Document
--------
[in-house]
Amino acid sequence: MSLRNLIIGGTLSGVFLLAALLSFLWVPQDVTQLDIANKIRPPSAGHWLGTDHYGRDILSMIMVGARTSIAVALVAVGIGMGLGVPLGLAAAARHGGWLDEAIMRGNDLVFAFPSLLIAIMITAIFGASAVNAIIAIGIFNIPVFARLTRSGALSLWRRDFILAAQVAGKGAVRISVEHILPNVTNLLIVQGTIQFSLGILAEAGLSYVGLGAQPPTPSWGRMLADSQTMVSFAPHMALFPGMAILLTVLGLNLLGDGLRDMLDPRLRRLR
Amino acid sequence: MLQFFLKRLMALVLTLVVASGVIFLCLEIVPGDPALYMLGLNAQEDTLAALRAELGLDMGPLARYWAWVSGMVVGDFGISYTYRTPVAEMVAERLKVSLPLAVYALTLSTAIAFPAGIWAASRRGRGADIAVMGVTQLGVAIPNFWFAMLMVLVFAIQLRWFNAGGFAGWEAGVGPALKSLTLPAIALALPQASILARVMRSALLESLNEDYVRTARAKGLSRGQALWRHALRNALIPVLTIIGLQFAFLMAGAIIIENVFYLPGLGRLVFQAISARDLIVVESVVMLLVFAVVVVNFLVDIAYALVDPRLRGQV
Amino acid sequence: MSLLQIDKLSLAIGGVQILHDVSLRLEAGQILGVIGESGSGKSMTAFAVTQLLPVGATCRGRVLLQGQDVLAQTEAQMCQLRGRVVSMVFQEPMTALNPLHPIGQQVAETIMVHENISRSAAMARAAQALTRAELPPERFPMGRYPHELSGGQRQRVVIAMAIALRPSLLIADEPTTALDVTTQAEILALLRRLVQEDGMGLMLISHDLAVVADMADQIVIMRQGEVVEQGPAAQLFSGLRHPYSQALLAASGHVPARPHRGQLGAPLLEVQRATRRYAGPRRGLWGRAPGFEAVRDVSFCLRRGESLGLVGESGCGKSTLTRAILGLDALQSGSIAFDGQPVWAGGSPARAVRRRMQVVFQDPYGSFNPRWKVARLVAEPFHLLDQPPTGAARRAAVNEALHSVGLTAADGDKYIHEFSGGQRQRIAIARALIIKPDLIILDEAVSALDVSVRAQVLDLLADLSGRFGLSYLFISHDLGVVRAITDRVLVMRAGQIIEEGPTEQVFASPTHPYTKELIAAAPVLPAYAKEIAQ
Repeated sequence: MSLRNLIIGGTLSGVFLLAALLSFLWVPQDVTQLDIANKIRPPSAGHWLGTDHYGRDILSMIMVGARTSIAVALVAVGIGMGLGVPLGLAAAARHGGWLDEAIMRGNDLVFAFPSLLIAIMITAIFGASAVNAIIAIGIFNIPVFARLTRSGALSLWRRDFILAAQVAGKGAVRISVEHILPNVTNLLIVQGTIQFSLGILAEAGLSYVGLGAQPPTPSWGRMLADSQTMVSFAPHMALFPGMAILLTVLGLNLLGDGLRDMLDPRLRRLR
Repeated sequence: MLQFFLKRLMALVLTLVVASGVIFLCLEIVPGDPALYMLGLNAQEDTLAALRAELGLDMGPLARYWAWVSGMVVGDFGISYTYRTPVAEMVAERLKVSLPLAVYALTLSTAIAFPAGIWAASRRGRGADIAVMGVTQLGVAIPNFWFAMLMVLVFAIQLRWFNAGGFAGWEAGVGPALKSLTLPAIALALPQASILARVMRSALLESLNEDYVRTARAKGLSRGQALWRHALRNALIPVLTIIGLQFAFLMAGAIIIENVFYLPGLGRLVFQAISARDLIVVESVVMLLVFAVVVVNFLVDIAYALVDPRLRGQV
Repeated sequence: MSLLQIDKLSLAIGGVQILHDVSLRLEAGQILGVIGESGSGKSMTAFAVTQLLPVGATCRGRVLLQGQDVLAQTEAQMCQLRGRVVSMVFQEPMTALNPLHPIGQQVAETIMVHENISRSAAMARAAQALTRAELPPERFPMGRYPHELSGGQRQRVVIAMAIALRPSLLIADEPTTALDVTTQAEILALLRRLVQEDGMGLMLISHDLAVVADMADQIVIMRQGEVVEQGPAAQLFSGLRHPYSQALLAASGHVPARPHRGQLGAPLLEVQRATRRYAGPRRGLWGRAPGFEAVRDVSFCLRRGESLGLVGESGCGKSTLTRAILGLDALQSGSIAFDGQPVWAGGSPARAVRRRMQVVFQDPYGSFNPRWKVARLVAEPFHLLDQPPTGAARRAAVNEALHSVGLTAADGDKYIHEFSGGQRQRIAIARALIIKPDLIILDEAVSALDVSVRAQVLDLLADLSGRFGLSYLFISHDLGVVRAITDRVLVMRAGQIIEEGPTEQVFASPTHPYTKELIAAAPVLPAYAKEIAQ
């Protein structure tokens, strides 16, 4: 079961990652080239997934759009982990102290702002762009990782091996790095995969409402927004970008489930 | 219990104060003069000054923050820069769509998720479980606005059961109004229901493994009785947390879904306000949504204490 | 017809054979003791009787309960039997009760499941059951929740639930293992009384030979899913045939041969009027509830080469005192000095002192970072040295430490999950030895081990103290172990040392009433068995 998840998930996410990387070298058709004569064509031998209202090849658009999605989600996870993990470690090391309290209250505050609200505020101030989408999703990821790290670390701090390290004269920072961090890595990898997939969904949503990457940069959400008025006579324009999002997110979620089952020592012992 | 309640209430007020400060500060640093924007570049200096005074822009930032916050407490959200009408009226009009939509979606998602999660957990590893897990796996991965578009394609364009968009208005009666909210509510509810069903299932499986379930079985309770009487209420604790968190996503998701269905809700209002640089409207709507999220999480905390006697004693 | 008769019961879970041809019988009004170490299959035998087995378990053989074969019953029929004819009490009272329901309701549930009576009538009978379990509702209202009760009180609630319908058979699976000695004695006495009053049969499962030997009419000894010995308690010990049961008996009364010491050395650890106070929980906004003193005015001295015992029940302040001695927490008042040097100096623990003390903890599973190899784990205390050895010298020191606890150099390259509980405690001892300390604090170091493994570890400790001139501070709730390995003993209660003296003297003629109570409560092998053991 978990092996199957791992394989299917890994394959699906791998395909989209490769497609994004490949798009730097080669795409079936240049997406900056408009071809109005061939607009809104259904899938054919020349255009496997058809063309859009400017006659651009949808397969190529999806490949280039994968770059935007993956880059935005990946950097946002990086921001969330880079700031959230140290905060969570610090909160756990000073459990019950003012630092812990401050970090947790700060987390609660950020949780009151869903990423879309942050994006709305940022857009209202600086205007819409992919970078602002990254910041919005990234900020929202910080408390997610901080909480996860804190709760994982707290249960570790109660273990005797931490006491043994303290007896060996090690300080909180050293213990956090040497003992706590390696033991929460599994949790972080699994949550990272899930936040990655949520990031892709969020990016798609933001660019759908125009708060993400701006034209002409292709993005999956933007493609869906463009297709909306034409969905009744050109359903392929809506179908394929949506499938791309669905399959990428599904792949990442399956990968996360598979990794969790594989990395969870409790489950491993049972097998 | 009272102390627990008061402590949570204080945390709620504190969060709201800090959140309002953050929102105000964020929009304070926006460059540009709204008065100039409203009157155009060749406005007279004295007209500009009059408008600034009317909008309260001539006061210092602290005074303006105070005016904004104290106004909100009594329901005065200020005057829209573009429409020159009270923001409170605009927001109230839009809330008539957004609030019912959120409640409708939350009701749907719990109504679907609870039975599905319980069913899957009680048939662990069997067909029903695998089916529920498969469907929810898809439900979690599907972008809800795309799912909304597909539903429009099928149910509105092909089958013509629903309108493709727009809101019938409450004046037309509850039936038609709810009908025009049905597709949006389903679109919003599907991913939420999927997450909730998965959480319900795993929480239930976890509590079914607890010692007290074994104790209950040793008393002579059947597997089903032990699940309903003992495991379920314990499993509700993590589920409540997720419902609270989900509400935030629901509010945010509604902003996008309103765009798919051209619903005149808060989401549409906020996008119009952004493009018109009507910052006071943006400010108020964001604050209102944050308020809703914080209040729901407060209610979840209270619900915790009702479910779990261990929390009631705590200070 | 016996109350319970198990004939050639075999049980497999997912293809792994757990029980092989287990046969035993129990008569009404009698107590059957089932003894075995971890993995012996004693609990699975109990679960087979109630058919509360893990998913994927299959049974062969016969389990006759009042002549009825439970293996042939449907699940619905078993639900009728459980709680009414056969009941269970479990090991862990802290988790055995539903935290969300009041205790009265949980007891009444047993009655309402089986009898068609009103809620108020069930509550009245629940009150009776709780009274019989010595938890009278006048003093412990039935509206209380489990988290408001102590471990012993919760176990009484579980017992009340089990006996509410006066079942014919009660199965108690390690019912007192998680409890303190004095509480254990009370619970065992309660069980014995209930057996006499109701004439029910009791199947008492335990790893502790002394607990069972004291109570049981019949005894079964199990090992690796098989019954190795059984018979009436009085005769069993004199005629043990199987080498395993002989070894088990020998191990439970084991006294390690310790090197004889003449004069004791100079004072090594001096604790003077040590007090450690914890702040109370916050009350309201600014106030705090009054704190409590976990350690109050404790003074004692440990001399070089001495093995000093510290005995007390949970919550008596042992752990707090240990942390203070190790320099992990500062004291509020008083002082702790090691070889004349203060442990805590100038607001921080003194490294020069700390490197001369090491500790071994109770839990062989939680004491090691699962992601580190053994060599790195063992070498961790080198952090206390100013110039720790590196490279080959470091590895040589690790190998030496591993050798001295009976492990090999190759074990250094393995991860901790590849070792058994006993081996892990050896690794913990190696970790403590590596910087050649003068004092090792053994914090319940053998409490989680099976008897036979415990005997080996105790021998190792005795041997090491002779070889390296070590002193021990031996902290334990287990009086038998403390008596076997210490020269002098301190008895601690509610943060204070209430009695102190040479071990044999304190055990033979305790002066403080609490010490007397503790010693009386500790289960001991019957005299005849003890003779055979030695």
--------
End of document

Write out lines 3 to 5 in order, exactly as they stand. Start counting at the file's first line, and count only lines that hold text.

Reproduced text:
Amino acid sequence: MLQFFLKRLMALVLTLVVASGVIFLCLEIVPGDPALYMLGLNAQEDTLAALRAELGLDMGPLARYWAWVSGMVVGDFGISYTYRTPVAEMVAERLKVSLPLAVYALTLSTAIAFPAGIWAASRRGRGADIAVMGVTQLGVAIPNFWFAMLMVLVFAIQLRWFNAGGFAGWEAGVGPALKSLTLPAIALALPQASILARVMRSALLESLNEDYVRTARAKGLSRGQALWRHALRNALIPVLTIIGLQFAFLMAGAIIIENVFYLPGLGRLVFQAISARDLIVVESVVMLLVFAVVVVNFLVDIAYALVDPRLRGQV
Amino acid sequence: MSLLQIDKLSLAIGGVQILHDVSLRLEAGQILGVIGESGSGKSMTAFAVTQLLPVGATCRGRVLLQGQDVLAQTEAQMCQLRGRVVSMVFQEPMTALNPLHPIGQQVAETIMVHENISRSAAMARAAQALTRAELPPERFPMGRYPHELSGGQRQRVVIAMAIALRPSLLIADEPTTALDVTTQAEILALLRRLVQEDGMGLMLISHDLAVVADMADQIVIMRQGEVVEQGPAAQLFSGLRHPYSQALLAASGHVPARPHRGQLGAPLLEVQRATRRYAGPRRGLWGRAPGFEAVRDVSFCLRRGESLGLVGESGCGKSTLTRAILGLDALQSGSIAFDGQPVWAGGSPARAVRRRMQVVFQDPYGSFNPRWKVARLVAEPFHLLDQPPTGAARRAAVNEALHSVGLTAADGDKYIHEFSGGQRQRIAIARALIIKPDLIILDEAVSALDVSVRAQVLDLLADLSGRFGLSYLFISHDLGVVRAITDRVLVMRAGQIIEEGPTEQVFASPTHPYTKELIAAAPVLPAYAKEIAQ
Repeated sequence: MSLRNLIIGGTLSGVFLLAALLSFLWVPQDVTQLDIANKIRPPSAGHWLGTDHYGRDILSMIMVGARTSIAVALVAVGIGMGLGVPLGLAAAARHGGWLDEAIMRGNDLVFAFPSLLIAIMITAIFGASAVNAIIAIGIFNIPVFARLTRSGALSLWRRDFILAAQVAGKGAVRISVEHILPNVTNLLIVQGTIQFSLGILAEAGLSYVGLGAQPPTPSWGRMLADSQTMVSFAPHMALFPGMAILLTVLGLNLLGDGLRDMLDPRLRRLR